In full transparency, the only words i’ve ever knowingly heard come from Alejandro are on the Whiskeytown record Strangers Almanac. I tell you this not to peg myself as some kind of a square; it’s actually a blessing.
There are certain musicians whose story I hear after I get to know their records and their body of work. Let’s consider this my typical routine. There are times when the story transcends the tunes, but I mainly walk away feeling like the mythos has been damaged. The jams outweigh the backstory, and I was better not knowing in the first place.
There are times when the two meet on some sort of superhuman level, like the Wilco film I Am Trying to Break Your Heart. Consider that the rarity.
In most cases I can recall, the music was more intriguing without knowing the singer packs lunch for his daughter most days, or that they grew up in Bridgeport, CT. The anonymity provided me the ability to construct my own idea of what the artist is, and what the artist does. He sleeps until noon and eats nothing but water chestnuts, or he only writes strung out on Ambien; I am free to decide. Either way, an idle mind is sure to construct something far more interesting than what actually happened.
Often times, the access to every waking detail of an artist can lead me from the music. If the celebrity at all begins to outweigh the contributions sonically, it becomes a wash for me. No back catalog or new composition can clean up a mess that some sort of public infighting or temper tantrum created. My attention span is too short, and the ‘what have you done for me lately’ culture has just become the way. It’s 2012.
Alejandro Escovedo fits snugly into the final category; where the story not only serves to lead me to the music, but enriches it.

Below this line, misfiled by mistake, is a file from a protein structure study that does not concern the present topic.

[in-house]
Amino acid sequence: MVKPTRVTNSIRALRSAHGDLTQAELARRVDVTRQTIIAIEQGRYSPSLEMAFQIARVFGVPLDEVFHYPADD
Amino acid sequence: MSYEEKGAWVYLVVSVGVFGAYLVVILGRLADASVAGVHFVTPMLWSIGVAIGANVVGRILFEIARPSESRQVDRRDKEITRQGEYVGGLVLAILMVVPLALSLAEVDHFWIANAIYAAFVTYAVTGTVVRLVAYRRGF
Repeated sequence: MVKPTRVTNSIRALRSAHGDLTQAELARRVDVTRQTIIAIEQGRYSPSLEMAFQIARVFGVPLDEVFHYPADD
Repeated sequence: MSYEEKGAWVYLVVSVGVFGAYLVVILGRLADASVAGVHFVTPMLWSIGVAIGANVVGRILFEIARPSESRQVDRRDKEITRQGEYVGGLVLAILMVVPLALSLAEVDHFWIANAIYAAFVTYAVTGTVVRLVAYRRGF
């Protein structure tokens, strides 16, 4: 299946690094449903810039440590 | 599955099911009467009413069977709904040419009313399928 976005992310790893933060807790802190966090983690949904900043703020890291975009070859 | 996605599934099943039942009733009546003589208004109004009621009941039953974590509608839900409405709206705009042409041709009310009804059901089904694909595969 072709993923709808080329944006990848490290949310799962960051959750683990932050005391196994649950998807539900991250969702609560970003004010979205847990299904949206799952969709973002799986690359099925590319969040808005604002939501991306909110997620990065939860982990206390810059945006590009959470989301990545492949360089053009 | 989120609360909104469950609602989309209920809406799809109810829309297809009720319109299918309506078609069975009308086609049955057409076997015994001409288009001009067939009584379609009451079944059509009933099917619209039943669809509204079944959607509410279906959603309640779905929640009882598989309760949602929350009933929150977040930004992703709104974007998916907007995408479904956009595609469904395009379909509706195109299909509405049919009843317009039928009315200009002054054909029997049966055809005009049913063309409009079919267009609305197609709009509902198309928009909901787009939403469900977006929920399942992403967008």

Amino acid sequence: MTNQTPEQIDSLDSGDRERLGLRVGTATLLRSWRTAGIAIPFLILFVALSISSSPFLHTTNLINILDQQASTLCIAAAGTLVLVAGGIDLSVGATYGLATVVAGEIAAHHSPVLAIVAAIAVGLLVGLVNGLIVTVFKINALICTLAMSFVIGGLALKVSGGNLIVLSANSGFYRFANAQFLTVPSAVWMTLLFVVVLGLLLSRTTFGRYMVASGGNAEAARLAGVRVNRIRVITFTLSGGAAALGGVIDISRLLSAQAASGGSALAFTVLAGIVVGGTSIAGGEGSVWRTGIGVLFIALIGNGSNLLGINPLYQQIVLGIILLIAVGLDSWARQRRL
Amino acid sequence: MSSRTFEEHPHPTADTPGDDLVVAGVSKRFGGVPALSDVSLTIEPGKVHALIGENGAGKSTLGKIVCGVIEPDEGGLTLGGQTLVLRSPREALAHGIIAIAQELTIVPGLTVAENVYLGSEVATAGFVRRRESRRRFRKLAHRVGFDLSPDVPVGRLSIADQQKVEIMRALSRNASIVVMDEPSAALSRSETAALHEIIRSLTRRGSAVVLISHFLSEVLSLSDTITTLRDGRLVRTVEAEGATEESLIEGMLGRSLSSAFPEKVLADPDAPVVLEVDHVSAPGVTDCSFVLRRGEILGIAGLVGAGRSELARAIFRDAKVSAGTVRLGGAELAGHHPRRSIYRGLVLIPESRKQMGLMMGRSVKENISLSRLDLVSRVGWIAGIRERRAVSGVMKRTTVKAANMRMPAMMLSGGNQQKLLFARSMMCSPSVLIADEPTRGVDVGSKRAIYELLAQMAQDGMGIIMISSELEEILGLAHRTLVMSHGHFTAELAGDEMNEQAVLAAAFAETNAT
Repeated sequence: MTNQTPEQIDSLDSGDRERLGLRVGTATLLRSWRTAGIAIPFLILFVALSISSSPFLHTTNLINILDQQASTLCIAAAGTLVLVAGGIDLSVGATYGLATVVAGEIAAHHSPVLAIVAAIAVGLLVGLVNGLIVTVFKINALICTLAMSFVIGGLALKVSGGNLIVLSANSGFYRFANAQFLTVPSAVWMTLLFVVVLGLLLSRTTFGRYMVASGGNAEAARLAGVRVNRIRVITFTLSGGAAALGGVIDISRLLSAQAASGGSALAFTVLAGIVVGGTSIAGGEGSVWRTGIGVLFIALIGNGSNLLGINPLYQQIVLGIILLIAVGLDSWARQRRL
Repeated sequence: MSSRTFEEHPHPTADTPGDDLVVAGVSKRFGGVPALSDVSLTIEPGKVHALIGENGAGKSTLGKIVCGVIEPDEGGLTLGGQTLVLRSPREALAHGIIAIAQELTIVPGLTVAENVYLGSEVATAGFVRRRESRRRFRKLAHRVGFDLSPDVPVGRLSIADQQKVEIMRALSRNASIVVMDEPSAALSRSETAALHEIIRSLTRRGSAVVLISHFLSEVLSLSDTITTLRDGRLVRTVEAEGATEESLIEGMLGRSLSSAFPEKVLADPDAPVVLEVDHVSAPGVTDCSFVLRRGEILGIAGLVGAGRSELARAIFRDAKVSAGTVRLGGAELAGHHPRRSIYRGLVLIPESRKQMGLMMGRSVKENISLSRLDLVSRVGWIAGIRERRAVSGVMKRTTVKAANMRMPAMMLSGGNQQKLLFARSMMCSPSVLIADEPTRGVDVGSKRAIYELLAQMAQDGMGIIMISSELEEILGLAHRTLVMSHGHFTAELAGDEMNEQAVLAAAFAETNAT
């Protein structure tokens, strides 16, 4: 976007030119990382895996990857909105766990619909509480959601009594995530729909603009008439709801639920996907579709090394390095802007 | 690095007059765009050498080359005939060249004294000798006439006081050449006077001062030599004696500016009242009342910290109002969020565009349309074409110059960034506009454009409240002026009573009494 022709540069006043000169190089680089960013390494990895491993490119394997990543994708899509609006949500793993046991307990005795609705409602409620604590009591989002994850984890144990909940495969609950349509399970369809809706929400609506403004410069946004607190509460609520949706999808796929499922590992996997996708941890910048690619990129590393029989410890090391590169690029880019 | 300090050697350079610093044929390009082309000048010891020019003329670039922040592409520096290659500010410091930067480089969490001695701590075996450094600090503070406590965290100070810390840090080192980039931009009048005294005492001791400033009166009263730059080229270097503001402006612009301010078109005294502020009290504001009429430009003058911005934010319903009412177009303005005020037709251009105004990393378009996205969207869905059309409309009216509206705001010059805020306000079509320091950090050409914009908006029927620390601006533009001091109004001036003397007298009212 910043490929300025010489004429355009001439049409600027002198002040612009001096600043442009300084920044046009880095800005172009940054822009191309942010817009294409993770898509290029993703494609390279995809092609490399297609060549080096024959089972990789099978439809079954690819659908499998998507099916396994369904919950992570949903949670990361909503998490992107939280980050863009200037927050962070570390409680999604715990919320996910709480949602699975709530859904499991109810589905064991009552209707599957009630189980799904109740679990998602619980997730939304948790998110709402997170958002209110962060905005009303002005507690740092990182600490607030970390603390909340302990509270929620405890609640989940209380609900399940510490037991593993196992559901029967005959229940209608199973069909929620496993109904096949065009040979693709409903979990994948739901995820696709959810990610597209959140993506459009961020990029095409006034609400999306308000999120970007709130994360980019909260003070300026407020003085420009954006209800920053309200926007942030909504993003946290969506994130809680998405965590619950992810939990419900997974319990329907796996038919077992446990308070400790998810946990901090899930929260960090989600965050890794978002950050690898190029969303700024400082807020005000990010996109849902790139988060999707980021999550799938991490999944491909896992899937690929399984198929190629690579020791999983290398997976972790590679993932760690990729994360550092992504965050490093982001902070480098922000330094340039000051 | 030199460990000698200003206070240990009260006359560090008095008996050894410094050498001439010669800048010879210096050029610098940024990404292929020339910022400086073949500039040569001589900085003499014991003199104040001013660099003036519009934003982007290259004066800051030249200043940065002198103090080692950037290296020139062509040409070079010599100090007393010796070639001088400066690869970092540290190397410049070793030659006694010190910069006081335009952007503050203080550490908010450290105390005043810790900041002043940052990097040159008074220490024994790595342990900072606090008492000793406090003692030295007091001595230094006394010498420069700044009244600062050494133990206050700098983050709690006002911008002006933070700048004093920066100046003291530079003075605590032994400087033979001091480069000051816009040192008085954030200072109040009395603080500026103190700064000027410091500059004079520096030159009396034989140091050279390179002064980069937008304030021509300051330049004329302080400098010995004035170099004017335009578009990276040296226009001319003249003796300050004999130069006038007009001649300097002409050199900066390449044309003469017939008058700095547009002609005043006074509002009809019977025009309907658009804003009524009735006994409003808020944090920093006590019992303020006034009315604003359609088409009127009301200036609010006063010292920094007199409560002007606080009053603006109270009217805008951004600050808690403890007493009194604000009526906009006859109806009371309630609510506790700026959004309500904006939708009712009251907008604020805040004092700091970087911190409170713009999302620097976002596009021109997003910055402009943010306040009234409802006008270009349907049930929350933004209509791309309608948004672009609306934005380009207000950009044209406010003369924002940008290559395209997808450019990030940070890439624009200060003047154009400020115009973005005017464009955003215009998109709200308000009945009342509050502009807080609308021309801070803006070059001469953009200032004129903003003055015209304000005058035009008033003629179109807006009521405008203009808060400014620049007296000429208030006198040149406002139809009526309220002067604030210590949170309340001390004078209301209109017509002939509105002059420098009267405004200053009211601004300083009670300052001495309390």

By not knowing even a nominal amount about the artist, i’m able to take in each facet of his career in one hour. I am left with the freedom to hone in on the particular time frame that I’m most interested in. Cheating perhaps; I know, I didn’t have to endure anything. My investment is minimal. But, it seems to be the perfect compromise. I happen to enjoy most of the sides I’m presented because I grew up on Santana and love punk. But, most people probably didn’t. They may prefer one side to the other.
Ala Carte rock and roll?
Regardless, better to be led to the watering hole than to die of thirst. I’m thrilled to be learning about an artist who has done so many interesting things. That the story can sit with me as I go back and listen to his records. From Rank and File to the Whiskeytown tune I mentioned earlier, I am armed with these Cliffs Notes. I can put surroundings around the sound I hear now. I am able to watch the movie instead of reading the encyclopedia.
I don’t think this is the right way, but it’s the way right now. I wonder if Escovedo would even mind at this point; again, better to find the water than go thirsty. His body of work is so immense, and the quality of the output is so high that I can’t imagine him worrying about how someone finds it. It’s the fact that they did, and that he has done his part to leave nothing but gems for them that really matters.